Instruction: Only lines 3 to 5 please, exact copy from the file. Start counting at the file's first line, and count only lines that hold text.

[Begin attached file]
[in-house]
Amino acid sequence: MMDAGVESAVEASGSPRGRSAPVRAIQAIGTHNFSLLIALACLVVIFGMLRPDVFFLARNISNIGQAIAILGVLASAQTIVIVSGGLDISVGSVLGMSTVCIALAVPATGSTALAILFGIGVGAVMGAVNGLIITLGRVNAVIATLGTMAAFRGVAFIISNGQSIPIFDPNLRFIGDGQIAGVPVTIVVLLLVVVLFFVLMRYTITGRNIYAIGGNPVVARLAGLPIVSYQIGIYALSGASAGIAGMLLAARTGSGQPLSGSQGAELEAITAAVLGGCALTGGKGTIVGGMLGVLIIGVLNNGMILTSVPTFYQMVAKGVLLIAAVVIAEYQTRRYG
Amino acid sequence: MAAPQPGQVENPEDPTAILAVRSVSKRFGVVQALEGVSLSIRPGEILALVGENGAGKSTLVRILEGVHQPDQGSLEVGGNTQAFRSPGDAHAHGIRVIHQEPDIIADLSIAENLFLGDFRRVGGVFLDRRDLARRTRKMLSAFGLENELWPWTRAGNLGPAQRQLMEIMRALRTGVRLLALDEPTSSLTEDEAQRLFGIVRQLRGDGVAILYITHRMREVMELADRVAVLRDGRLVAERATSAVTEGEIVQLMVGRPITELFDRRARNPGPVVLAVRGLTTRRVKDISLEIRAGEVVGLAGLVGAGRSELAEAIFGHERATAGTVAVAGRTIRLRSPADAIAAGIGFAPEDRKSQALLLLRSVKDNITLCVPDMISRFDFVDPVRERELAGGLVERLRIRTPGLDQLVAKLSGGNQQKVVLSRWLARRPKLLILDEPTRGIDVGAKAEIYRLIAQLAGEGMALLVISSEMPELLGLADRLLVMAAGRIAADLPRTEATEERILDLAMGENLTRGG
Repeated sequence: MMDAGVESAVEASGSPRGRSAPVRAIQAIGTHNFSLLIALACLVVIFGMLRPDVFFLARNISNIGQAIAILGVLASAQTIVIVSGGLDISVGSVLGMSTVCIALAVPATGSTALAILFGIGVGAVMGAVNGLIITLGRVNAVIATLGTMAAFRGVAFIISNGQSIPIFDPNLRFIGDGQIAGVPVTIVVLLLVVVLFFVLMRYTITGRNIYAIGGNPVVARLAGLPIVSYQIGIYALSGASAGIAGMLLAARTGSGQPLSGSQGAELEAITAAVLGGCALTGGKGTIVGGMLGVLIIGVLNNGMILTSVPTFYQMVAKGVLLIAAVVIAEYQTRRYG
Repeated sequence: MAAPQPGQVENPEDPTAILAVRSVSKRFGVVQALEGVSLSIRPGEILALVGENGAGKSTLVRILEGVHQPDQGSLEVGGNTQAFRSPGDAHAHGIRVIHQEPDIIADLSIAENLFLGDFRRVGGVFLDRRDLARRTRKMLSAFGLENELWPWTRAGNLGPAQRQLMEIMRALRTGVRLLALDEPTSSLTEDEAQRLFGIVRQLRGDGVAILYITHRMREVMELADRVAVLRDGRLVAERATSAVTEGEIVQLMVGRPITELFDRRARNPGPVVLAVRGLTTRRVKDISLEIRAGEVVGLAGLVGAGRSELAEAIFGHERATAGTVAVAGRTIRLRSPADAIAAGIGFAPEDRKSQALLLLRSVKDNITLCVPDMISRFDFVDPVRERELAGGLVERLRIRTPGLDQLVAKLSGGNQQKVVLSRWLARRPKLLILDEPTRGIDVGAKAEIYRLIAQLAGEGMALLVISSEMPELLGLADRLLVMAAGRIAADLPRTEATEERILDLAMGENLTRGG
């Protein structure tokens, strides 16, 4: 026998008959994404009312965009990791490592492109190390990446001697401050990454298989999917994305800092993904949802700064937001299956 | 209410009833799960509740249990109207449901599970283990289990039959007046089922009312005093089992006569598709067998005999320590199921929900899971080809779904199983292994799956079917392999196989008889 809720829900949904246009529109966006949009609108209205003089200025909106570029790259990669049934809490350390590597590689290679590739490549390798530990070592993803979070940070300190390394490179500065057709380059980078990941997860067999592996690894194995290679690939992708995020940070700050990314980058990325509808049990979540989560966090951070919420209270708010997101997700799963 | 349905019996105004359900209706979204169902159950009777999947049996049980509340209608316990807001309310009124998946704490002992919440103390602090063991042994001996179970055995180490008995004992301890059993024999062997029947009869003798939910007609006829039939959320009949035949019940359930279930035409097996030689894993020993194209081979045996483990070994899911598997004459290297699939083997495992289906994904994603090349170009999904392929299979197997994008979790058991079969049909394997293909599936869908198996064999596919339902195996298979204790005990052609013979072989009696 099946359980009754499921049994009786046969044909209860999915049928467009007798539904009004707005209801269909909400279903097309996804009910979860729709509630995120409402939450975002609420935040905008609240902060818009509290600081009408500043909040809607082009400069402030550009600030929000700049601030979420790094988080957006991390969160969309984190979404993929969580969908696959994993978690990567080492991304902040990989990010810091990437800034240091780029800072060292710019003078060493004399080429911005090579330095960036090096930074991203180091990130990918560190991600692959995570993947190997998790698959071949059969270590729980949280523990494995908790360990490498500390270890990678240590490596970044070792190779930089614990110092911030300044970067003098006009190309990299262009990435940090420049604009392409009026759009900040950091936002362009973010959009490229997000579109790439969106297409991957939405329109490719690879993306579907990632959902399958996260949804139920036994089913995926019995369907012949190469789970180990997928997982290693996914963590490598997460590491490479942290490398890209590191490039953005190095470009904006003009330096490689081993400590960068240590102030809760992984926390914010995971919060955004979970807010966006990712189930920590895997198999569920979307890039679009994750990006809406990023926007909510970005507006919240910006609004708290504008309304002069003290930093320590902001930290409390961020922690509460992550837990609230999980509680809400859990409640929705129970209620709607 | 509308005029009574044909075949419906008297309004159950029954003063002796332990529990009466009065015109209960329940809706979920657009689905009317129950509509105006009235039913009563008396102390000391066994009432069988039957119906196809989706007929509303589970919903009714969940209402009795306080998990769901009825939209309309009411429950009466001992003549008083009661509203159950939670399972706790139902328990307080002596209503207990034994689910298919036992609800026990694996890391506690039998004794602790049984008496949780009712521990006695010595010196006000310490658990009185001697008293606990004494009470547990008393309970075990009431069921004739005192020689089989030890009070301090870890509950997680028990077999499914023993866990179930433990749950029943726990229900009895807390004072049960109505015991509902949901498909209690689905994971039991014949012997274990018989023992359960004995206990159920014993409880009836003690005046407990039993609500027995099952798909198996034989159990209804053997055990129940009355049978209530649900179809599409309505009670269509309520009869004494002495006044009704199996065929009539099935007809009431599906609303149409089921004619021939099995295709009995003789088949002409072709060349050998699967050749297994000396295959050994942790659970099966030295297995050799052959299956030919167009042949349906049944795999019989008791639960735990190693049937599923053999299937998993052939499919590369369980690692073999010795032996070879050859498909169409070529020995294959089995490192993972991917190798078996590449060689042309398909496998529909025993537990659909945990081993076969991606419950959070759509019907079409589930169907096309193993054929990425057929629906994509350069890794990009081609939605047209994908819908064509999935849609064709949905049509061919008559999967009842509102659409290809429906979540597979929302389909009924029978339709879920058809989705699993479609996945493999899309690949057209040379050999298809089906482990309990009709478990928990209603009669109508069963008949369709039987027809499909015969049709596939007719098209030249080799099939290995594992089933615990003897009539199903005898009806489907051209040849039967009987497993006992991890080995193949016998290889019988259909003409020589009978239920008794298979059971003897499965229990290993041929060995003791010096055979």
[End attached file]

Amino acid sequence: MAAPQPGQVENPEDPTAILAVRSVSKRFGVVQALEGVSLSIRPGEILALVGENGAGKSTLVRILEGVHQPDQGSLEVGGNTQAFRSPGDAHAHGIRVIHQEPDIIADLSIAENLFLGDFRRVGGVFLDRRDLARRTRKMLSAFGLENELWPWTRAGNLGPAQRQLMEIMRALRTGVRLLALDEPTSSLTEDEAQRLFGIVRQLRGDGVAILYITHRMREVMELADRVAVLRDGRLVAERATSAVTEGEIVQLMVGRPITELFDRRARNPGPVVLAVRGLTTRRVKDISLEIRAGEVVGLAGLVGAGRSELAEAIFGHERATAGTVAVAGRTIRLRSPADAIAAGIGFAPEDRKSQALLLLRSVKDNITLCVPDMISRFDFVDPVRERELAGGLVERLRIRTPGLDQLVAKLSGGNQQKVVLSRWLARRPKLLILDEPTRGIDVGAKAEIYRLIAQLAGEGMALLVISSEMPELLGLADRLLVMAAGRIAADLPRTEATEERILDLAMGENLTRGG
Repeated sequence: MMDAGVESAVEASGSPRGRSAPVRAIQAIGTHNFSLLIALACLVVIFGMLRPDVFFLARNISNIGQAIAILGVLASAQTIVIVSGGLDISVGSVLGMSTVCIALAVPATGSTALAILFGIGVGAVMGAVNGLIITLGRVNAVIATLGTMAAFRGVAFIISNGQSIPIFDPNLRFIGDGQIAGVPVTIVVLLLVVVLFFVLMRYTITGRNIYAIGGNPVVARLAGLPIVSYQIGIYALSGASAGIAGMLLAARTGSGQPLSGSQGAELEAITAAVLGGCALTGGKGTIVGGMLGVLIIGVLNNGMILTSVPTFYQMVAKGVLLIAAVVIAEYQTRRYG
Repeated sequence: MAAPQPGQVENPEDPTAILAVRSVSKRFGVVQALEGVSLSIRPGEILALVGENGAGKSTLVRILEGVHQPDQGSLEVGGNTQAFRSPGDAHAHGIRVIHQEPDIIADLSIAENLFLGDFRRVGGVFLDRRDLARRTRKMLSAFGLENELWPWTRAGNLGPAQRQLMEIMRALRTGVRLLALDEPTSSLTEDEAQRLFGIVRQLRGDGVAILYITHRMREVMELADRVAVLRDGRLVAERATSAVTEGEIVQLMVGRPITELFDRRARNPGPVVLAVRGLTTRRVKDISLEIRAGEVVGLAGLVGAGRSELAEAIFGHERATAGTVAVAGRTIRLRSPADAIAAGIGFAPEDRKSQALLLLRSVKDNITLCVPDMISRFDFVDPVRERELAGGLVERLRIRTPGLDQLVAKLSGGNQQKVVLSRWLARRPKLLILDEPTRGIDVGAKAEIYRLIAQLAGEGMALLVISSEMPELLGLADRLLVMAAGRIAADLPRTEATEERILDLAMGENLTRGG